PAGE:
Build Reactive REST APIs with Spring WebFlux – Part2

Reactive Streams, Project Reactor, Spring WebFlux, Spring, Spring Boot
Photo by Edgar Chaparro on Unsplash

                            In continuation of the last post, in this article, we will see the reactive streams specification and one of its implementation called Project Reactor. Reactive Streams specification has the following interfaces defined. Let us see the details of those interfaces.

  • Publisher → A Publisher is a provider of a potentially unlimited number of sequenced elements, publishing them as requested by its Subscriber(s)

  • Subscriber A Subscriber is a consumer of a potentially unbounded number of sequenced elements.

  • Subscription A Subscription represents a one-to-one lifecycle of a Subscriber subscribing to a Publisher.

  • Processor A Processor represents a processing stage — which is both a Subscriber and a Publisher and obeys the contracts of both.

The class diagram of the reactive streams specification is given below.

Class digram of Reactive Streams

The reactive streams specification has many implementations. Project Reactor is one of the implementations. The Reactor is fully non-blocking and provides efficient demand management. The Reactor offers two reactive and composable APIs, Flux [N] and Mono [0|1], which extensively implement Reactive Extensions. Reactor offers Non-Blocking, backpressure-ready network engines for HTTP (including Websockets), TCP, and UDP. It is well-suited for a microservices architecture.

  • Flux → It is a Reactive Streams Publisher with rx operators that emits 0 to N elements, and then complete (successfully or with an error). The marble diagram of the Flux is represented below.
  • Mono It is a Reactive Streams Publisher with basic rx operators that completes successfully by emitting 0 to 1 element, or with an error. The marble diagram of the Mono is represented below.

As Spring 5.x comes with Reactor implementation, if we want to build REST APIs using imperative style programming with Spring servlet stack, it still supports. Below is the diagram which explains how Spring supports both reactive and servlet stack implementations.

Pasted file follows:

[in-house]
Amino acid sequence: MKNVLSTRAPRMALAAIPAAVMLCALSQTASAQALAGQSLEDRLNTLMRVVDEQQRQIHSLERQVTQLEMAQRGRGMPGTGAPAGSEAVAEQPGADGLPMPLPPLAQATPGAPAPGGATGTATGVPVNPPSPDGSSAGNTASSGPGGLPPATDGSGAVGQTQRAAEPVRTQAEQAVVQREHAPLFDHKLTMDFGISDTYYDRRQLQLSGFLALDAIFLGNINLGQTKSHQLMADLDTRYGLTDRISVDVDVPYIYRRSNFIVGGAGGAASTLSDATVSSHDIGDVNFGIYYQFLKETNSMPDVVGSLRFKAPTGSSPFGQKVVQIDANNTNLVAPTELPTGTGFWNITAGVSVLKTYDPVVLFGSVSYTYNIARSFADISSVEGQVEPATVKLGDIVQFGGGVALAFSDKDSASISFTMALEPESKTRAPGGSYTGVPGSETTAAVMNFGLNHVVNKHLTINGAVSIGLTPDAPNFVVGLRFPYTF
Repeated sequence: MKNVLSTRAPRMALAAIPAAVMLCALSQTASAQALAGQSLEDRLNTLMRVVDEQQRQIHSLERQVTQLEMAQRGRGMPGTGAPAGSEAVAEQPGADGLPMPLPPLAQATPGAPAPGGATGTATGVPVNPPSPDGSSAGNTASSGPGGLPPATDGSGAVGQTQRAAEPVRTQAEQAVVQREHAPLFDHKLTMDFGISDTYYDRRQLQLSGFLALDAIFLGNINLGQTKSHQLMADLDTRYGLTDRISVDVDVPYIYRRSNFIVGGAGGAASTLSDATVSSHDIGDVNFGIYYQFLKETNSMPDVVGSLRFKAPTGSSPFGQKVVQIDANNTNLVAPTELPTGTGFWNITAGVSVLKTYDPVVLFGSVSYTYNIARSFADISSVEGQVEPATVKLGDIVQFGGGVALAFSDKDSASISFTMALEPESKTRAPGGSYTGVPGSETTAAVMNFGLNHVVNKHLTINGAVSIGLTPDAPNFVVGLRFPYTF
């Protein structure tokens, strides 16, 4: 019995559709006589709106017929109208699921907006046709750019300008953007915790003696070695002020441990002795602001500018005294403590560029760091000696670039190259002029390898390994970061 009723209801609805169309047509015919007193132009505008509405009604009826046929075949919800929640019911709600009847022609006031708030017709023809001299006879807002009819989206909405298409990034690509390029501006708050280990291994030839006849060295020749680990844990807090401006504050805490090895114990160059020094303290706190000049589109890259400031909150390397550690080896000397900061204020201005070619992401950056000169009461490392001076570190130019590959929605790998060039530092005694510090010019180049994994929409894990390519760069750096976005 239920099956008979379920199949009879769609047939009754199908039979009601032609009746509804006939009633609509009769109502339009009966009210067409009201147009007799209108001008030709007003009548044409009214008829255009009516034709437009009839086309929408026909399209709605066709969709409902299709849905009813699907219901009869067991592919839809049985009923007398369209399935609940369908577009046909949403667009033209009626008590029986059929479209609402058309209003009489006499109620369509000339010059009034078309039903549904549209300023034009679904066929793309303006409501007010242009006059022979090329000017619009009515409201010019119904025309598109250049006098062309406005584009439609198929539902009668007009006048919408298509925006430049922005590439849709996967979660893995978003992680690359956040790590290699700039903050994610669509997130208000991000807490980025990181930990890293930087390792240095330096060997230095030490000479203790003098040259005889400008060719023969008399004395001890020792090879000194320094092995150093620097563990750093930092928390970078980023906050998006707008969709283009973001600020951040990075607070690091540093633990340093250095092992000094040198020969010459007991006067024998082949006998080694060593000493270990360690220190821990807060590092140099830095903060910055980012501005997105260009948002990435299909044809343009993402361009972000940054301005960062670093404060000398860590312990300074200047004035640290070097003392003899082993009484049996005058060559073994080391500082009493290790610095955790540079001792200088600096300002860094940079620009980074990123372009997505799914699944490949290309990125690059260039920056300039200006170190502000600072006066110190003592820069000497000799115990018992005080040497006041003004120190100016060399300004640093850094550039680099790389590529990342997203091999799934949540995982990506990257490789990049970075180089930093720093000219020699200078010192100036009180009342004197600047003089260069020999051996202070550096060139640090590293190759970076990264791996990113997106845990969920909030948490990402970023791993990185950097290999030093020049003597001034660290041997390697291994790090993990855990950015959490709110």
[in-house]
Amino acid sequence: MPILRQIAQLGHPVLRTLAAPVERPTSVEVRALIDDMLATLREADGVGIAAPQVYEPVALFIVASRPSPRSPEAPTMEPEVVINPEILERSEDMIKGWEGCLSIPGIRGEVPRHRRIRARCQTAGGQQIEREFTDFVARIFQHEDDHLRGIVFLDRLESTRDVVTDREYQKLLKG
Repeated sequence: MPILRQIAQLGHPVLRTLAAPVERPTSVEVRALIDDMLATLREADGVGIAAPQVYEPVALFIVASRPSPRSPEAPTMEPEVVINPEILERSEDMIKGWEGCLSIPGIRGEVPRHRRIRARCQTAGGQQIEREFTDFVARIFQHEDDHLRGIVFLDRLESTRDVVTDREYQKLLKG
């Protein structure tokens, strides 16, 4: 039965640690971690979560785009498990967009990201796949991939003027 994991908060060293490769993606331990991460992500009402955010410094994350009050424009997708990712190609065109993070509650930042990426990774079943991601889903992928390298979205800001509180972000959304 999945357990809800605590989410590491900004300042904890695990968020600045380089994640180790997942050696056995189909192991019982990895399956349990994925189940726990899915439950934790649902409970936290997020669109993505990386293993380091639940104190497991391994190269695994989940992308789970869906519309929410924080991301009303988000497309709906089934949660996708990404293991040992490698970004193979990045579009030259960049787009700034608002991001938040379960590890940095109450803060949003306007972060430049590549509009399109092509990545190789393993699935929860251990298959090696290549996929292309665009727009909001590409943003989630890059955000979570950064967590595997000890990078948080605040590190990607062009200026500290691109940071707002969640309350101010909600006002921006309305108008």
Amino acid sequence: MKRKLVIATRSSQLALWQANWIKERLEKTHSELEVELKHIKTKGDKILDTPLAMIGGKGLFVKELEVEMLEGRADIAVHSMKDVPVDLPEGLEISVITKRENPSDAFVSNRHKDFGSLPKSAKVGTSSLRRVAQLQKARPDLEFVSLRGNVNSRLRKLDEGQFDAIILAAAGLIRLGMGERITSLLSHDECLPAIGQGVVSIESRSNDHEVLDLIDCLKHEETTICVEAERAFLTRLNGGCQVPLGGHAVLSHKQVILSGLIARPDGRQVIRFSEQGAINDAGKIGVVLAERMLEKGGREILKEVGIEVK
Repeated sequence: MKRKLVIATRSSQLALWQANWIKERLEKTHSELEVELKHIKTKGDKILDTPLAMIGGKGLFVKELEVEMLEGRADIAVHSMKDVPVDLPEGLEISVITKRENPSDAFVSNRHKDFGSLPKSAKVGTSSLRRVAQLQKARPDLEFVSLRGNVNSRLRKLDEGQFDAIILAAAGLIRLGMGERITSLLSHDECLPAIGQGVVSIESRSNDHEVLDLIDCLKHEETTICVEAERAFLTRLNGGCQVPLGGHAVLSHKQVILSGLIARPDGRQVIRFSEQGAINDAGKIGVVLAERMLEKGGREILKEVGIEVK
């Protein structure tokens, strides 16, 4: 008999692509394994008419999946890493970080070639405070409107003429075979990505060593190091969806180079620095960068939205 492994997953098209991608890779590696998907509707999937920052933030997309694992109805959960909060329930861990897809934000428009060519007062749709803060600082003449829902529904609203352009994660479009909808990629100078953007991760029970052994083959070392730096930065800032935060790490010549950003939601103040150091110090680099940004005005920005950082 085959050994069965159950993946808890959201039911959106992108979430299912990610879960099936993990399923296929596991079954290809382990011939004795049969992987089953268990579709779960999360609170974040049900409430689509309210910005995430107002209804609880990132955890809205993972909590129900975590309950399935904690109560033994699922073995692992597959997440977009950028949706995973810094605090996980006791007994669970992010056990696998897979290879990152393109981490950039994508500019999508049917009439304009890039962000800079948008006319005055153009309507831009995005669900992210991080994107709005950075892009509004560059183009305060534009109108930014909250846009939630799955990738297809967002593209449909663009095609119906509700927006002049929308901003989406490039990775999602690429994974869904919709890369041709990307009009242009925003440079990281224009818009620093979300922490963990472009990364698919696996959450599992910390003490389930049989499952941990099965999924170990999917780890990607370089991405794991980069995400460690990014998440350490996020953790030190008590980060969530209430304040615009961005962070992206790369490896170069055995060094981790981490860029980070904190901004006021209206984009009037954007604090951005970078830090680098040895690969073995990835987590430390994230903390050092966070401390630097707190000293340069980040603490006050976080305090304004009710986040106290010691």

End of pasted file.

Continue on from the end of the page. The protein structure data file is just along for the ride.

Spring MVC vs Spring Reactive
Image Credit: spring.io

In the coming article, we will see an example application with reactive APIs. Until then, Happy Learning!!

Siva Janapati is an Architect with experience in building Cloud Native Microservices architectures, Reactive Systems, Large scale distributed systems, and Serverless Systems. Siva has hands-on in architecture, design, and implementation of scalable systems using Cloud, Java, Go lang, Apache Kafka, Apache Solr, Spring, Spring Boot, Lightbend reactive tech stack, APIGEE edge & on-premise and other open-source, proprietary technologies. Expertise working with and building RESTful, GraphQL APIs. He has successfully delivered multiple applications in retail, telco, and financial services domains. He manages the GitHub(https://github.com/2013techsmarts) where he put the source code of his work related to his blog posts.

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Posted in Java, Microservices, Reactive Programming, Spring, Spring Boot
One comment on “Build Reactive REST APIs with Spring WebFlux – Part2
  1. Aravind says:

    Nice article

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